In the early days of my marketing career, I saw the sales team as the enemy. I started out working in a call center, a real boiler room atmosphere where the reps worshipped Gordon Gekko, and their favorite movie was Glengarry Glen Ross.
They were seasoned reps, who saw me, the young marketing kid, too inexperienced to know a good lead if it slapped me in the face.
I was a 20 something kid who had been blogging since 1998 and creating websites on Geocities since the mid-90s.
It was 2005, and I thought I had earned my spot at the big table, even though by any measure, I was a junior marketer at best.
I was arrogant, and they were right. I didn’t know anything about lead generation or what it meant to capture a high-quality lead.
In those days, my definition of a good lead was capturing a first name, last name, and a phone number. You call the lead; you close the lead. That was how I saw it.
My job was to get numbers for you to call, and it was your job to close them. It did not matter whether or not they needed what you were selling.
“Close the leads I give you.” or quote the sales team’s favorite movie, “You can’t close the leads you’re given, you can’t close sh*t.”
The marketing team was not strategic; we weren’t even putting in the work to get leads. We partnered with vendors who handled the marketing.
I arrived early every morning to an email with 100 leads to distribute. I would download, print, and assign the leads by writing the reps name on the paper lead in the top left corner. I would then drop the leads on the sales rep desk and go about my day.
As leads were called, I would receive feedback from the reps, often receiving the paper lead back with chicken scratch notes telling me what I did wrong.
“They thought they were signing up for a free car”.
“Nobody by this name is at this number”.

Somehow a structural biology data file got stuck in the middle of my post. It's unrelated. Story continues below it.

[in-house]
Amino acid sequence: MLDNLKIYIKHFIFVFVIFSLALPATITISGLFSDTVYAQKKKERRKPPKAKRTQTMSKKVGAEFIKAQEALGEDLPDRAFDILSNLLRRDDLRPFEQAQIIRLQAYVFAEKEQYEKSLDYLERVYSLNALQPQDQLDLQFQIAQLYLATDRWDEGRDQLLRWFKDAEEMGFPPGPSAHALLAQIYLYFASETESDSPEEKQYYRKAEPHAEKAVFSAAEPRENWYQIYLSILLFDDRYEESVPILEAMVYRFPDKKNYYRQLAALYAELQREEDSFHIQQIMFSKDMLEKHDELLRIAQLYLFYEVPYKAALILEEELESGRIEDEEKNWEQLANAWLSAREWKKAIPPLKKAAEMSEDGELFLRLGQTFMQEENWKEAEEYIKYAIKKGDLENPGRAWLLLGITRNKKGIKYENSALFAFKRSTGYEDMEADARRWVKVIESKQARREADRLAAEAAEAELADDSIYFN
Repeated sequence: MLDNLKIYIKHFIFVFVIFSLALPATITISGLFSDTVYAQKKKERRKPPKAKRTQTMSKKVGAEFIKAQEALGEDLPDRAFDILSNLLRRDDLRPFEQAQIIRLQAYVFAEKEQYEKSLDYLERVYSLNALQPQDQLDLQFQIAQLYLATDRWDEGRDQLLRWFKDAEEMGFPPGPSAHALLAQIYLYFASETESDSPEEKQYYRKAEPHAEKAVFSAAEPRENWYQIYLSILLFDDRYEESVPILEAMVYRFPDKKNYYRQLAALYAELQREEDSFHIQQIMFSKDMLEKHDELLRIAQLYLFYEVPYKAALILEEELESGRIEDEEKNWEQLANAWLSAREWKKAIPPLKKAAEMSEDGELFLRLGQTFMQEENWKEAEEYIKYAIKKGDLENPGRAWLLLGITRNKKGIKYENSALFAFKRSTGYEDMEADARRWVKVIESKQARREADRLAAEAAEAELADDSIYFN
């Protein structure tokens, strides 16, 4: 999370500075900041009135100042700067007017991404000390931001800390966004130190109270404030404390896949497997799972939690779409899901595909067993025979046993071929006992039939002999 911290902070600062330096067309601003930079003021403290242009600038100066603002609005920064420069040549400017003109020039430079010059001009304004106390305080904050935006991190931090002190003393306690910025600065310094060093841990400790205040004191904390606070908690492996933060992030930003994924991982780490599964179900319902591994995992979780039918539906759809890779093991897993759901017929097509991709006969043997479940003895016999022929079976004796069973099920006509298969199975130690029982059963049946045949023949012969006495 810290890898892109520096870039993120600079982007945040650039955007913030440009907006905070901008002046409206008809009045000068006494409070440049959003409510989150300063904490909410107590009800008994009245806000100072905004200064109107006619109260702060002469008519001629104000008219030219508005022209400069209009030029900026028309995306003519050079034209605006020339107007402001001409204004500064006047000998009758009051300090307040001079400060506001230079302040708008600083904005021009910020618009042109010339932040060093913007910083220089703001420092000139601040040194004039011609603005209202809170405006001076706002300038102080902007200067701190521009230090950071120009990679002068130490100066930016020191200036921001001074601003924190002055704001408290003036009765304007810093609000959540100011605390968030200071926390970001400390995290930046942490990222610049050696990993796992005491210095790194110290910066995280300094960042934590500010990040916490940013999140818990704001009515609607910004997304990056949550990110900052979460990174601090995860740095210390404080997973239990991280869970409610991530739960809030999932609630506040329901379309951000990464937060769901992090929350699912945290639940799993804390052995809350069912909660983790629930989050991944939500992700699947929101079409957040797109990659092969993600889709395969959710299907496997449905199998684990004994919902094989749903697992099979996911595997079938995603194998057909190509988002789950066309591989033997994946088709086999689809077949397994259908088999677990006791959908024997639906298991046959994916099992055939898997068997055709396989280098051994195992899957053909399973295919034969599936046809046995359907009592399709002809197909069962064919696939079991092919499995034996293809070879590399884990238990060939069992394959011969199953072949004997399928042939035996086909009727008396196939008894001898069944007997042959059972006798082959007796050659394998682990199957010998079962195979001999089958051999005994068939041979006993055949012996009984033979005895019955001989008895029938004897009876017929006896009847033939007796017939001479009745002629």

“This person’s first name says ‘Big Bird'”.
The reps were right. The leads were sh*t. But more than anything else, our communication was broken.
The marketing team and sales team looked at each other as enemies. We were not aligned on our goals, and we were not having real conversations about what we can do to improve.
It was a different time. I was a different marketer.
Fast forward, 15 years, and I see things completely different. Sales are not the enemy. We both need one another to be successful.
As I have developed in my career and become much more humble, I have seen the direct impact a unified team can have on the overall performance of both the marketing and sales teams.
Working towards a more unified and aligned marketing and sales team means that marketing leaders need to take an in-depth look at processes, goals, and strategies to find the best way to align these two teams.
It’s no easy task, but avoiding it and working in a silo will only cause friction and limit both teams’ potential to thrive and reach their goals.
“Thinking of marketing and sales as two parts of a healthy, communicative relationship leads to a more effective means of problem-solving”.Anna Talerico
Common Challenges Teams Face when Not Aligned
Marketing and Sales teams who are not aligned, often face challenges that can impact not only the teams but also the business.
Without communication, marketing teams may not have a clear understanding of what the sales team hears from prospects, which can impact the messaging that marketing uses when promoting the company’s core product.